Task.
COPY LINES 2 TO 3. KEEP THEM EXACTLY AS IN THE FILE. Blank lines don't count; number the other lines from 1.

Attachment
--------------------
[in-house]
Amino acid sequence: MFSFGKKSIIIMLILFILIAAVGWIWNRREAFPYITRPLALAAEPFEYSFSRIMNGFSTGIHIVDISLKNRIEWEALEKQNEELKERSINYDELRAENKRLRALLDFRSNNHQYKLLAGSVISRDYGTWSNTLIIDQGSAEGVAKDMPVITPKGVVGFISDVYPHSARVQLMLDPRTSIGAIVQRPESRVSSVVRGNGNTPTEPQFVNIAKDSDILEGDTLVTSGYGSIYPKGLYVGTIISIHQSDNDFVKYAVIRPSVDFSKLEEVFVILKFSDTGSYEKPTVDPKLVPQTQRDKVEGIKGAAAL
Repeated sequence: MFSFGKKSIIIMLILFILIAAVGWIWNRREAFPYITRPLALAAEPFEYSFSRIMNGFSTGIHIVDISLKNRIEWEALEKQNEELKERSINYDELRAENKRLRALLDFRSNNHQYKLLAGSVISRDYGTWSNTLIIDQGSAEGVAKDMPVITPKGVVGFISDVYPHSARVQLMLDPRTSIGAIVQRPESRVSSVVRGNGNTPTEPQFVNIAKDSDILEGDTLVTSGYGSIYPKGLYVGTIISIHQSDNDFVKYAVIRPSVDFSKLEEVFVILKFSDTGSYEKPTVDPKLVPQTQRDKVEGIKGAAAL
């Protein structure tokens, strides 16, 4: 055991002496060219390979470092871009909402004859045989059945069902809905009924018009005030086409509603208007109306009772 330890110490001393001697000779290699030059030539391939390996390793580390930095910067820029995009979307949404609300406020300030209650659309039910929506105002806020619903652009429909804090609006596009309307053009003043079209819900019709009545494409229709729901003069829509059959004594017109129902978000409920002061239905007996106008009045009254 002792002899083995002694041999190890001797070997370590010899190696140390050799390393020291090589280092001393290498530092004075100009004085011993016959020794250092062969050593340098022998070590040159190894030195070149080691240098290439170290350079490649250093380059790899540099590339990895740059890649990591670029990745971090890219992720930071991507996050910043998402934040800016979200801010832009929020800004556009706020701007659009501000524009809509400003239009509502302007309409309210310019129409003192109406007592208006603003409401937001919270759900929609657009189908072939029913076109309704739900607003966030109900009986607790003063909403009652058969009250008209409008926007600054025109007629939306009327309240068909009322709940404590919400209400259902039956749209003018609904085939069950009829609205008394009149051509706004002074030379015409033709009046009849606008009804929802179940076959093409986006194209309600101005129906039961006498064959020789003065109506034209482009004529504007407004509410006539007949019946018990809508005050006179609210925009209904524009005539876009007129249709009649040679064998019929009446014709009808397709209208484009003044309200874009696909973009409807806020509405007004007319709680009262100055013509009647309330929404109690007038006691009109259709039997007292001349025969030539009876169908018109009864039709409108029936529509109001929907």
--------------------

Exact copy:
Amino acid sequence: MFSFGKKSIIIMLILFILIAAVGWIWNRREAFPYITRPLALAAEPFEYSFSRIMNGFSTGIHIVDISLKNRIEWEALEKQNEELKERSINYDELRAENKRLRALLDFRSNNHQYKLLAGSVISRDYGTWSNTLIIDQGSAEGVAKDMPVITPKGVVGFISDVYPHSARVQLMLDPRTSIGAIVQRPESRVSSVVRGNGNTPTEPQFVNIAKDSDILEGDTLVTSGYGSIYPKGLYVGTIISIHQSDNDFVKYAVIRPSVDFSKLEEVFVILKFSDTGSYEKPTVDPKLVPQTQRDKVEGIKGAAAL
Repeated sequence: MFSFGKKSIIIMLILFILIAAVGWIWNRREAFPYITRPLALAAEPFEYSFSRIMNGFSTGIHIVDISLKNRIEWEALEKQNEELKERSINYDELRAENKRLRALLDFRSNNHQYKLLAGSVISRDYGTWSNTLIIDQGSAEGVAKDMPVITPKGVVGFISDVYPHSARVQLMLDPRTSIGAIVQRPESRVSSVVRGNGNTPTEPQFVNIAKDSDILEGDTLVTSGYGSIYPKGLYVGTIISIHQSDNDFVKYAVIRPSVDFSKLEEVFVILKFSDTGSYEKPTVDPKLVPQTQRDKVEGIKGAAAL